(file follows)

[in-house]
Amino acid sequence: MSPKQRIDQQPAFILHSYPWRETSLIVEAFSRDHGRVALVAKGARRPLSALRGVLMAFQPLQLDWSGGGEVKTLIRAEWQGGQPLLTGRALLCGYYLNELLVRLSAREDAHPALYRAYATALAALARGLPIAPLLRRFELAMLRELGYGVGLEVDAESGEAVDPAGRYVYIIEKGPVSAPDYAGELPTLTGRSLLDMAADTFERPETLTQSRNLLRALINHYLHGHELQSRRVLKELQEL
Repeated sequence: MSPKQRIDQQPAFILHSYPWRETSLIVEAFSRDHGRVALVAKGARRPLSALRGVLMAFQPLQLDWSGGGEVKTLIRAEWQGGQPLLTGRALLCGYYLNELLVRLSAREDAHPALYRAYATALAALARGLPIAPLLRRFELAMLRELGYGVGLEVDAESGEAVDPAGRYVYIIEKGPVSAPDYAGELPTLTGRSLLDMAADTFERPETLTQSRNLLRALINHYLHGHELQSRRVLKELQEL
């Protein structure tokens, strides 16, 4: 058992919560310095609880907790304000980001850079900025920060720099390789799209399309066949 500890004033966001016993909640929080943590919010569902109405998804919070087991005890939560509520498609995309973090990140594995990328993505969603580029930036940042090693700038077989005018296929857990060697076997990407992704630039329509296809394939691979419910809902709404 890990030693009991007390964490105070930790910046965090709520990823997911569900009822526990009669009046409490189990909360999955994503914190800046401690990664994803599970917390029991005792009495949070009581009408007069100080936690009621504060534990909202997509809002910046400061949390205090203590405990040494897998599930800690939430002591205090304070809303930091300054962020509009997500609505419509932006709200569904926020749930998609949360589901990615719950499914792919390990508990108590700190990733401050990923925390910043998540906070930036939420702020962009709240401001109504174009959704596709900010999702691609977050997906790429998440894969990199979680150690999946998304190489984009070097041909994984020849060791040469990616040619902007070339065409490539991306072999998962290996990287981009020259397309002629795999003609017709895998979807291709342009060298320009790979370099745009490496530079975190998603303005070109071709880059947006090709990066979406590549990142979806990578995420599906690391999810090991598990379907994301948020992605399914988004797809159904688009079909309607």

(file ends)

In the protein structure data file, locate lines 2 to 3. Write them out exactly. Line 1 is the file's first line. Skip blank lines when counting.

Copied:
Amino acid sequence: MSPKQRIDQQPAFILHSYPWRETSLIVEAFSRDHGRVALVAKGARRPLSALRGVLMAFQPLQLDWSGGGEVKTLIRAEWQGGQPLLTGRALLCGYYLNELLVRLSAREDAHPALYRAYATALAALARGLPIAPLLRRFELAMLRELGYGVGLEVDAESGEAVDPAGRYVYIIEKGPVSAPDYAGELPTLTGRSLLDMAADTFERPETLTQSRNLLRALINHYLHGHELQSRRVLKELQEL
Repeated sequence: MSPKQRIDQQPAFILHSYPWRETSLIVEAFSRDHGRVALVAKGARRPLSALRGVLMAFQPLQLDWSGGGEVKTLIRAEWQGGQPLLTGRALLCGYYLNELLVRLSAREDAHPALYRAYATALAALARGLPIAPLLRRFELAMLRELGYGVGLEVDAESGEAVDPAGRYVYIIEKGPVSAPDYAGELPTLTGRSLLDMAADTFERPETLTQSRNLLRALINHYLHGHELQSRRVLKELQEL